Sadiq Khan has read out some of the racist and abusive tweets he has received since being elected London Mayor to illustrate the need to clean up social media.
In a major speech to the South by Southwest Conference in Texas, the Labour politician revealed he had been abused as a 'gay muzzie terrorist' and threatened with murder.
Other more bizarre messages suggested Mr Khan 'looks like a pigeon' or a 's*** stunt double for Jose Mourinho'.
Mr Khan said he did not want or need sympathy but demanded tougher action from social media giants - warning they must face stricter laws if they failed to act.
The Mayor also accused politicians of a 'dereliction of duty' by failing to ensure the tech revolution has worked for everyone in society.
Mr Khan warned Uber and other tech firms that all companies 'must play by the rules' in the markets in which they operate.
The Labour mayor is the first British politician to give a keynote speech at South by Southwest.
Most of the messages highlighted by Mr Khan are months old and were still visible on Twitter the day after his speech.
Mr Khan read out the abuse and said: 'I could go on and on, but I won't.
'I don't read these out to be portrayed as a victim, or to ask for sympathy.
'But ask yourself this - what happens when young boys and girls from minority backgrounds see this kind of thing on their timelines – or experience it themselves?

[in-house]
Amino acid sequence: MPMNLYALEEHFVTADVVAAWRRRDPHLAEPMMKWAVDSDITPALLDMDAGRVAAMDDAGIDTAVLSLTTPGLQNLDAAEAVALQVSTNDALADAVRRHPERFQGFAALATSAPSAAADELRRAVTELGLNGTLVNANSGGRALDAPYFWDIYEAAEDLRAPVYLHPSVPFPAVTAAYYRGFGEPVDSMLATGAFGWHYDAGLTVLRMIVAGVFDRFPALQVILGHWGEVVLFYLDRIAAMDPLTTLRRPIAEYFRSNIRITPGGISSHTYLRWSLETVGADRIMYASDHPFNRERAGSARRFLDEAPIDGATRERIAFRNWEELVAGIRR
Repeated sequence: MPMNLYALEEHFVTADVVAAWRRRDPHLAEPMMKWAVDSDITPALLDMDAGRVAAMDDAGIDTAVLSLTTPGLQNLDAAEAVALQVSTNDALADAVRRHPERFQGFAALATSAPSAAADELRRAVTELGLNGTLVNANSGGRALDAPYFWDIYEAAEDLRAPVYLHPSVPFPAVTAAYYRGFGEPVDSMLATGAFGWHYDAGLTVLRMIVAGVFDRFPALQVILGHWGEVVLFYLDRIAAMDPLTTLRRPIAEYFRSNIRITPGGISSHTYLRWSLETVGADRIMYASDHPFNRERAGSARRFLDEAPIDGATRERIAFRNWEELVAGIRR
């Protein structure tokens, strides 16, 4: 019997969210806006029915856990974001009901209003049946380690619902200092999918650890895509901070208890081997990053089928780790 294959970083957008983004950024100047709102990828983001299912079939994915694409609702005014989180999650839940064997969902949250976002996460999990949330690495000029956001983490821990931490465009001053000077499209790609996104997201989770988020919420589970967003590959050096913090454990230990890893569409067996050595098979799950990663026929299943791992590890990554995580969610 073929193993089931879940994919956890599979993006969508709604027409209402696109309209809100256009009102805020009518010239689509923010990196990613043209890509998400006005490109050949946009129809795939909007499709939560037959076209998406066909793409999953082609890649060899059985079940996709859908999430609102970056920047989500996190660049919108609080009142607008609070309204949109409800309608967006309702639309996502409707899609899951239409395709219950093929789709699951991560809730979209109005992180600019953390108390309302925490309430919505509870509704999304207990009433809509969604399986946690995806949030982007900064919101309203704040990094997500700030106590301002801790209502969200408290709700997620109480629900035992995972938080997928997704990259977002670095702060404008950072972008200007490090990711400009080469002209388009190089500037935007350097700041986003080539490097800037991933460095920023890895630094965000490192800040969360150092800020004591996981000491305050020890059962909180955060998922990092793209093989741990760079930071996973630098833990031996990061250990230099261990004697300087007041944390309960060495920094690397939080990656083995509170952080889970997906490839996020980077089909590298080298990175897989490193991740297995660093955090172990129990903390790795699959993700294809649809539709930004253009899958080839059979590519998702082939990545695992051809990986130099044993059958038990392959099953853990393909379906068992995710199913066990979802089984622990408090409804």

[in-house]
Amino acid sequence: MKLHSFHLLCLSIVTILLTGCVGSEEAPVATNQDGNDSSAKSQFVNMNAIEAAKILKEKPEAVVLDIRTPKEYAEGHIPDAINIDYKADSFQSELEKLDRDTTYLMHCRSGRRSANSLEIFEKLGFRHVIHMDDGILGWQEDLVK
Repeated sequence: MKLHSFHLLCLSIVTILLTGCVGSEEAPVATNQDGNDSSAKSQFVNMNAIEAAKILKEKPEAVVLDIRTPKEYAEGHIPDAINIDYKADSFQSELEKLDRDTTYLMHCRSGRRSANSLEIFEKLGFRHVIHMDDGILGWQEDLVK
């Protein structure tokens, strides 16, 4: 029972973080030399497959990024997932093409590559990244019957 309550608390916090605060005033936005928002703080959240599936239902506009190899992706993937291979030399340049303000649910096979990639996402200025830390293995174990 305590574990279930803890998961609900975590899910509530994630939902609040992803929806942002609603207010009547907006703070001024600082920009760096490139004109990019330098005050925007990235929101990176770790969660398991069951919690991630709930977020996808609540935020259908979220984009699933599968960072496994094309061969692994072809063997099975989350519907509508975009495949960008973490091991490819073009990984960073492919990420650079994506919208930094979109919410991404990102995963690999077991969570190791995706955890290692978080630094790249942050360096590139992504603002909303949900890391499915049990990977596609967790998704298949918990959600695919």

'Or someone thinking about becoming a politician?
'And what about young girls and women who are being driven from these platforms – reversing our long fight for gender equality?'
He also raised concerns over social media's role in influencing elections and referendums, spreading fake news and enabling extremists to radicalise and brainwash others.
'Facebook, Twitter and other platforms are finally starting to react to the criticisms and are developing technology to make sure the reporting process becomes quicker and more effective,' he is expected to say.
'But with the skills and resources these companies have at their disposal, I believe it's possible to go further and faster.'
If this does not happen, Mr Khan will say that more countries 'will start to follow or go further than what Germany has done'.
Germany has recently introduced tough new laws so that social media companies face large fines if they fail to quickly remove things like hate speech.
He said: 'There must be greater responsibility taken by some tech companies for the impact they're having on the world.
'And, crucially, no business or industry should ever consider itself above the local rules, or laws set by democratic processes.
'In London, we've been clear with Uber and other companies that everyone, no matter how big or small, must play by the rules. No exceptions.
'Our economies have always needed new regulations in place to meet the needs of workers and consumers when the environment changes. Evolving economies must mean evolving regulation, and today is no different.'
Mr Khan accused politicians and governments of 'sitting on their hands while the tech revolution has happened around them'.
He added: 'It must ultimately fall to government - working with tech businesses and leaders - to ensure that this revolution is not detrimental to our long-term progress.
'There's been a dereliction of duty on the part of politicians and policymakers to ensure that the rapid growth in technology is utilised and steered in a direction that benefits us all.'